"Every little girl dreams of working in fashion, and that's kind of what happened to me. Not as a top model - that's too boring - but as a graphic designer." Klor, the female founding half of the enigmatic French design house that is 123Klan, wouldn't have it any other way. With roots in graffiti, over the years the company has sidelined into one of the world's most recognised illustration and design pairings.
With big-name clients including Adidas, Stssy, Zoo York, Carhartt, Vans, Mighty Healthy, Johnny Cupcakes, 5 Years Clothing, nitraid and Rated Rookies (the list goes on) 123Klan has worked for anyone who's anyone in streetwear. "There are no brands in the world that aren't cool," says Scien, the other half of 123Klan's founding pair. "It all depends on the relationship between the designer and the brand. If both sides can understand each other, the possibilities are endless. Every project is different and can become very interesting."
So, what's 123Klan all about? "123Klan is still, and will always stay, before anything else, our posse of graffiti writers," Scien is quick to tell us. "Today, there are seven in our Montreal-based studio." Specialising in branding and new trends, the team carries out projects in design, logos, character design, art direction, creative consulting, photo shooting, video, and so on. "Our approach stays the same as it did from our first tag made on the street: we can apply or impose the 123Klan style on just about any medium."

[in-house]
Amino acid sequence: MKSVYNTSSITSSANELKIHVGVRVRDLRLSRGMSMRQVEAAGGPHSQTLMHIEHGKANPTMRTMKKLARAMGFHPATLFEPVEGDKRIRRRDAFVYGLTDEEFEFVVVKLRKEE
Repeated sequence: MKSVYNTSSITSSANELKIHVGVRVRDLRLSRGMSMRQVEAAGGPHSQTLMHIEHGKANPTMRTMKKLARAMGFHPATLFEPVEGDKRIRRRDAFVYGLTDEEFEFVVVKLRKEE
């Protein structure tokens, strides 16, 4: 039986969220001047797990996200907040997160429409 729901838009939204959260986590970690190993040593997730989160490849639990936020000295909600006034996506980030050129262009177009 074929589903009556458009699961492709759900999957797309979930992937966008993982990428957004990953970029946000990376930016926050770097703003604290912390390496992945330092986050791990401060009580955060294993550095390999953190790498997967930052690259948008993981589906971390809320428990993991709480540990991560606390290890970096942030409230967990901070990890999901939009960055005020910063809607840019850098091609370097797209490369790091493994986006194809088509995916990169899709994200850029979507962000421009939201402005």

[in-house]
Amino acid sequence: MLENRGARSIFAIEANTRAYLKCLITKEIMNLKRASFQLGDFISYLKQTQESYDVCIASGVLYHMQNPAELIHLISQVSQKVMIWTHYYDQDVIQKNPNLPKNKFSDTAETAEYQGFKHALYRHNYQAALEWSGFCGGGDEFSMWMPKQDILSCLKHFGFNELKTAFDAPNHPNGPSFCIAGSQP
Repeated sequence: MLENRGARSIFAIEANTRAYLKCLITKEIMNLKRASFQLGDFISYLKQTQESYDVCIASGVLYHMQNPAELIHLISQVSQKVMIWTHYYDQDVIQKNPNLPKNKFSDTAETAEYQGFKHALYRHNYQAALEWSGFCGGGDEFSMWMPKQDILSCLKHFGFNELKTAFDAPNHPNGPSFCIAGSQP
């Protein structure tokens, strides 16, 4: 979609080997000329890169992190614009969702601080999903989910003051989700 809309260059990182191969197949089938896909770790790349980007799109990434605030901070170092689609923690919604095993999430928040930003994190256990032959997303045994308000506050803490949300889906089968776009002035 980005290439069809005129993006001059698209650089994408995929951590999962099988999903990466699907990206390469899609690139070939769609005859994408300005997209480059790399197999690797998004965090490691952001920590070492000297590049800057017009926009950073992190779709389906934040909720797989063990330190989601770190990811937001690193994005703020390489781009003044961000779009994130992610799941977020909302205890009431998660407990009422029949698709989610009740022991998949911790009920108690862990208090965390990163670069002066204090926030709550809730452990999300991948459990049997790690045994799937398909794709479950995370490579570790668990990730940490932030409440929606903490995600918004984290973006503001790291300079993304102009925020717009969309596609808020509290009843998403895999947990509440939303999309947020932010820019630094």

And how true that last statement is - from illustration to graphics to the big-name streetwear and apparel shown on the following pages, the company is a creative force to be reckoned with. Some of their biggest collaborations have come about from brands seeing their designs on their website, and approaching them for work: "We're quite lucky that way," says Klor. "The fact that they come to us because they like our style establishes a trust between the client and ourselves. Most of the time we have total creative freedom to work on the collections, which ends up giving the best results because we have no boundaries."
"Because we spent too much money shopping, we thought that if we actually worked for them we could get trendy clothes for free," Scien laughs. "Since we also get paid to do it, it's a win-win situation!"
And what's the best thing about designing for, and collaborating with, these companies? "Getting sneaker packs or other goodies by mail," Scien admits. "But hey, not all brands are that generous; then again, our wardrobe is already pretty full." Klor agrees: "Knowing the next trendy thing before everybody else means we can play it pretty well when we go out," she grins.